An Illinois woman’s false advertising complaint against Johnson & Johnson is allowed to proceed after a judge denied the company’s motion to dismiss, saying the woman had done enough so far to allow her to argue Johnson & Johnson misled her and others into buying products the company claimed were clinically proven to help babies sleep better.
Stephanie Leiner, of Chillicothe, filed a class action lawsuit July 2 in federal court in Chicago against N.J.-based Johnson & Johnson Consumer Companies alleging violations of the Illinois Consumer Fraud and Deceptive Business Practice Act and unjust enrichment, among other counts.
Leiner said she and others bought Johnson & Johnson Bedtime Products — specifically, Bedtime Bath and Bedtime Lotion — at a premium price after seeing advertisements claiming such products are “clinically proven” to help babies sleep better. But after using the products in 2014 as part of the company’s recommended three-step nightly routine, she found the products did not help her baby sleep better.
U.S. District Judge Elaine E. Bucklo, who issued the Jan. 12 memorandum opinion rejecting the motion to dismiss, said Johnson & Johnson contended Leiner “lacks standing to seek injunctive relief, since, no longer fooled by defendants’ deceptive statements, she is not likely to purchase the Bedtime Bath Products again.”
Johnson & Johnson also said Leiner lacks standing to pursue class claims for any purchases prior to 2014, but Bucklo said legal precedent makes it clear “standing and entitlement to relief are not the same thing.” She also said the precedents involved courts that “declined to hold that plaintiffs lacked standing based on the fact that they abandoned the product upon their discovery that it had been deceptively labeled or advertised. …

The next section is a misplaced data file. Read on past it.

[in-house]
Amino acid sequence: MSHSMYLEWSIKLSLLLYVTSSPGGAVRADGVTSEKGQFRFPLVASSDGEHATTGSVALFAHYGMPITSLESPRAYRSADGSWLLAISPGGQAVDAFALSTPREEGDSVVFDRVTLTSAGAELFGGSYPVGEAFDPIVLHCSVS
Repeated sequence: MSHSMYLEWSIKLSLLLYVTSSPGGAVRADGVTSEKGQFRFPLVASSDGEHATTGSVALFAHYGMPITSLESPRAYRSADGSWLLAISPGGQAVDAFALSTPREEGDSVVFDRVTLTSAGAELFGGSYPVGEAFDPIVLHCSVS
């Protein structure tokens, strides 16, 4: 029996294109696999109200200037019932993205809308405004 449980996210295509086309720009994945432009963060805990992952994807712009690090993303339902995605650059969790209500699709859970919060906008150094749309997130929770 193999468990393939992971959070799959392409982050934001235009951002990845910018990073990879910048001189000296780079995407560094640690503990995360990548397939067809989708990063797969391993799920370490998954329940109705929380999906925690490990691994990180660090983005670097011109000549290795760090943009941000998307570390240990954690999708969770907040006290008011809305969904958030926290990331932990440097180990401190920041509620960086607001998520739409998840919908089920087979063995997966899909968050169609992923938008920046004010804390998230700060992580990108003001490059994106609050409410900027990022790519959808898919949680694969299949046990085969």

“These courts acknowledged the public policy conundrum inherent in the contrary view: the injunctive provisions of consumer protection statutes such as ICFA could never be invoked to enjoin deceptive practices if the complaining consumer’s standing dissipated the moment she discovered the alleged deception and could no longer be fooled,” Bucklo wrote.
Bucklo said she was satisfied Leiner “alleged a legally cognizable injury resulting” from the claimed deception. Whether or not she is an appropriate class representative should be decided after discovery and more proceedings on class certification, the judge said.
Johnson & Johnson also argued the products are indeed “clinically proven.” But Bucklo said determining the truth of that statement should be left for a later point in the proceedings on the case. The company said the complaint challenges the sufficiency of its clinical testing, but Bucklo noted Leiner “complains that defendant did not clinically test the Bedtime Bath Products at all, but instead tested a ‘routine,’ rendering defendant’s claims that the products had been clinically tested deceptive or misleading.”
Johnson & Johnson also contended Leiner didn’t plead her ICFA claims “with particularity.” But Bucklo strongly disagreed, noting Leiner supplied product labels, indicated where and when she saw them and gave details about the premium pricing for the products in question.
Bucklo also rejected Johnson & Johnson’s final argument, that the unjust enrichment claim must be dismissed, saying she had already found the Leiner’s claims to be valid.
Bucklo also explained why she refused to strike Lainer’s class allegations: “Defendant’s remaining arguments — that the proposed class is over-inclusive, that the class claims will require individualized proof and that some class members may not have relied on the challenged statements, or may have relied on different labels than the ones plaintiff saw — are either premature, do not necessarily preclude class treatment, or both.”
Leiner and the putative class are represented in the action by attorneys from the firms of Pomerantz LLP, of Chicago, and Stephen Zouras LLP, of Chicago.
Johnson & Johnson is defended by the firms of Sidley Austin LLP, of Chicago, and Carlton Fields Jorden Burt LLP, of Los Angeles and Washington, D.C.